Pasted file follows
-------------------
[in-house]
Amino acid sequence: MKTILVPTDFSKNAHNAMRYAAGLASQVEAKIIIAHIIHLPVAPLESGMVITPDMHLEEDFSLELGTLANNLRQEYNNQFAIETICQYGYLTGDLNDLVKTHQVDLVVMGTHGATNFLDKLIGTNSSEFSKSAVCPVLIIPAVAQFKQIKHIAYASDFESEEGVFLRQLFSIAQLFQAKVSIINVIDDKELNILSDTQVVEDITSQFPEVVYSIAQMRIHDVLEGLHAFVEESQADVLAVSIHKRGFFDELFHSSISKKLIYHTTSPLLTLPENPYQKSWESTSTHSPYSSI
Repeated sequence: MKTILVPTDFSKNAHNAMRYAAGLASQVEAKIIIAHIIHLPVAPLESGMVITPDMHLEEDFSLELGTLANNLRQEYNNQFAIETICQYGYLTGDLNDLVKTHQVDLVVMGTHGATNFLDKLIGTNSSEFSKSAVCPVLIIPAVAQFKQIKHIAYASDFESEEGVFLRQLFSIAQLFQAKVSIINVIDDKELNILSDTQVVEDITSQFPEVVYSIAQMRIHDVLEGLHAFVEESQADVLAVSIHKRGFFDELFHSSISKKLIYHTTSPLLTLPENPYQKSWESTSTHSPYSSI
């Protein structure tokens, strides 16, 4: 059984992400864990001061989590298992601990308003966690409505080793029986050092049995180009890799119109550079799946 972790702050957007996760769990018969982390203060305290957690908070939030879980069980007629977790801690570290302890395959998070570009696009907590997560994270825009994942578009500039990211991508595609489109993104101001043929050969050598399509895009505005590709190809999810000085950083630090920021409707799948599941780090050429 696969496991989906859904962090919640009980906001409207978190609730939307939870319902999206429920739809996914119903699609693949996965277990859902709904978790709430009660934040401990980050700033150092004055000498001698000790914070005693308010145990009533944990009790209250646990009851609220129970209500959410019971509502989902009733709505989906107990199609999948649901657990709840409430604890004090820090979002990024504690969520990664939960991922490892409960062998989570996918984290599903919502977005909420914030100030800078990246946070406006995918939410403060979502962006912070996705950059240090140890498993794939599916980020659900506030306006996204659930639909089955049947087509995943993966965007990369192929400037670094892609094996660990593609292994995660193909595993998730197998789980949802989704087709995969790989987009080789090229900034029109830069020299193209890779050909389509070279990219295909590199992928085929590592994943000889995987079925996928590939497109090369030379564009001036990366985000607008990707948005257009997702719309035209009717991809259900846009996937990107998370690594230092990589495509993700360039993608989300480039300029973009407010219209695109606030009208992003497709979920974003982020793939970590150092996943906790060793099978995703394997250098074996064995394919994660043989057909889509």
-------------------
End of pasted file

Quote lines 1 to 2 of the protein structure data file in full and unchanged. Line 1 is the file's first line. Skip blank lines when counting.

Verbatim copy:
[in-house]
Amino acid sequence: MKTILVPTDFSKNAHNAMRYAAGLASQVEAKIIIAHIIHLPVAPLESGMVITPDMHLEEDFSLELGTLANNLRQEYNNQFAIETICQYGYLTGDLNDLVKTHQVDLVVMGTHGATNFLDKLIGTNSSEFSKSAVCPVLIIPAVAQFKQIKHIAYASDFESEEGVFLRQLFSIAQLFQAKVSIINVIDDKELNILSDTQVVEDITSQFPEVVYSIAQMRIHDVLEGLHAFVEESQADVLAVSIHKRGFFDELFHSSISKKLIYHTTSPLLTLPENPYQKSWESTSTHSPYSSI